If baseball is your family’s thing-or even if it’s not-you may want to put a Wrigley Field tour on your last-minute summer list.
See it yourself
Check out video of Donna Bozzo’s behind-the-scene tour on her website.
Wrigley makes the planning part easy-offering 75-minute tours on the hour most days during the season. You can buy tickets right on the Cubs website or at the ticket window for $25 a person.
Baseball is as American as apple pie. And Wrigley is as Chicago as it comes. So even if you’re not a baseball fan, you might enjoy learning more about the history of the country’s second oldest ballpark. I took my non-baseball playing daughters and here’s what we discovered:
You get your own tour guide-ours has been leading tours for 16 years-who walks and talks you through the history of the almost 100-year-old park. You’ll learn how the park started out, how the Wrigley family got involved, why they call ’em Bleacher Bums, and what they used to call the ballpark before naming it Wrigley Field.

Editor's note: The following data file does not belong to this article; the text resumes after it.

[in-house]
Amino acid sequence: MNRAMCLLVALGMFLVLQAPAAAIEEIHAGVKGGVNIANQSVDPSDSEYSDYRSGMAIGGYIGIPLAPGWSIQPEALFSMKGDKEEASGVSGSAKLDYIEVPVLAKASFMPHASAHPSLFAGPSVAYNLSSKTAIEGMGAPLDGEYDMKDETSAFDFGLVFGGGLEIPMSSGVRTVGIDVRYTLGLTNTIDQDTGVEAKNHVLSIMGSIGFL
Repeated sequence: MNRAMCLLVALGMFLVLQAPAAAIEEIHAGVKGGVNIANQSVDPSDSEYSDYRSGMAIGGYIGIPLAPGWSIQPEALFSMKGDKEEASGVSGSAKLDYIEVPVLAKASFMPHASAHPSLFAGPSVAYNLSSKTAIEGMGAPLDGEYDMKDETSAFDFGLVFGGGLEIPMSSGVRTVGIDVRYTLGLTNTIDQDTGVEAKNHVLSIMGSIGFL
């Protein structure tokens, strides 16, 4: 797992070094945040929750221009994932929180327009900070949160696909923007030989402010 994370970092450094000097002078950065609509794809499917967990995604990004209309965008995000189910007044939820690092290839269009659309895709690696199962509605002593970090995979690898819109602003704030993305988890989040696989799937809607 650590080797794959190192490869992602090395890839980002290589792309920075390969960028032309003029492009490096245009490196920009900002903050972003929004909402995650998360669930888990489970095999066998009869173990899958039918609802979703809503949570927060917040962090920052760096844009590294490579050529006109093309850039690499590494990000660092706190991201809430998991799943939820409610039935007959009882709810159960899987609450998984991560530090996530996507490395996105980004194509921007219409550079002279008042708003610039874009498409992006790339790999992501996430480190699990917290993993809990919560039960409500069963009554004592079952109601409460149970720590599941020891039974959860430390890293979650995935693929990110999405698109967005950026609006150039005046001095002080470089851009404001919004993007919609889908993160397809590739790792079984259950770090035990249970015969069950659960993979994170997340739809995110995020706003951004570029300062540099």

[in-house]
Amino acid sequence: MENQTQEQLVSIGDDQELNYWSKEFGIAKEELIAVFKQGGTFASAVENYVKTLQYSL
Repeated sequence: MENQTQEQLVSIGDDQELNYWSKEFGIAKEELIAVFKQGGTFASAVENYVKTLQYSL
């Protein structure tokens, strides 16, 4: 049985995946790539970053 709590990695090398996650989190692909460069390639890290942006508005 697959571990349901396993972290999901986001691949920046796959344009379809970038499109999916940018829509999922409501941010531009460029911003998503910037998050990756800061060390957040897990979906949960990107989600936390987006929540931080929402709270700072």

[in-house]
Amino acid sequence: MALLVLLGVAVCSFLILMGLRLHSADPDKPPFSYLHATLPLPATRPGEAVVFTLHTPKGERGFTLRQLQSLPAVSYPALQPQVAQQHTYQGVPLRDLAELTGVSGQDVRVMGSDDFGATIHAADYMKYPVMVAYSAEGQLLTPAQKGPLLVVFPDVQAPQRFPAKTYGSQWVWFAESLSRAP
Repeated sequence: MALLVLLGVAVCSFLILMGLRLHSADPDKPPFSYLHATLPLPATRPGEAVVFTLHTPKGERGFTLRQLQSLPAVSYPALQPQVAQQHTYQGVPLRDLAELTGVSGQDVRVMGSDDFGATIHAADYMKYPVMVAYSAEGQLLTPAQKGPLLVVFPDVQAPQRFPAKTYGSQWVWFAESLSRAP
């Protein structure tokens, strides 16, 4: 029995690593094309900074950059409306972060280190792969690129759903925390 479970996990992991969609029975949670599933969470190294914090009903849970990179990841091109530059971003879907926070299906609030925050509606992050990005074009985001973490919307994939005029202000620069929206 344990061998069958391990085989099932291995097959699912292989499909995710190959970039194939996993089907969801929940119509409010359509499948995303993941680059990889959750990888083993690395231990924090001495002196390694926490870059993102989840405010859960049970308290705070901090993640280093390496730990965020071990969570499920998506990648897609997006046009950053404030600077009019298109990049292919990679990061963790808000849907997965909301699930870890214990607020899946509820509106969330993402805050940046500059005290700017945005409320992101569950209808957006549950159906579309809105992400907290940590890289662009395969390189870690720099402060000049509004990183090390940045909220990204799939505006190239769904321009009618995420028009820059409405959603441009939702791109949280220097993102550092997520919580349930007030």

We walked through the stands-terrific views of the empty field-sat in the bleachers and strolled through the visitors’ locker room that has hosted Babe Ruth, Joe DiMaggio, even Elton John. We learned interesting tidbits like why the concession stands are tucked away at Wrigley, the back story behind the lights, and a cool story about how a visiting baseball player was able to save face on his wife’s birthday during the game.
We walked the stands, scored our own seat in the official press box, next to the organ-Wrigley Field was the first ballpark to bring one in, hung out in the dugout and capped off the tour right out on the field for some fantastic photo ops.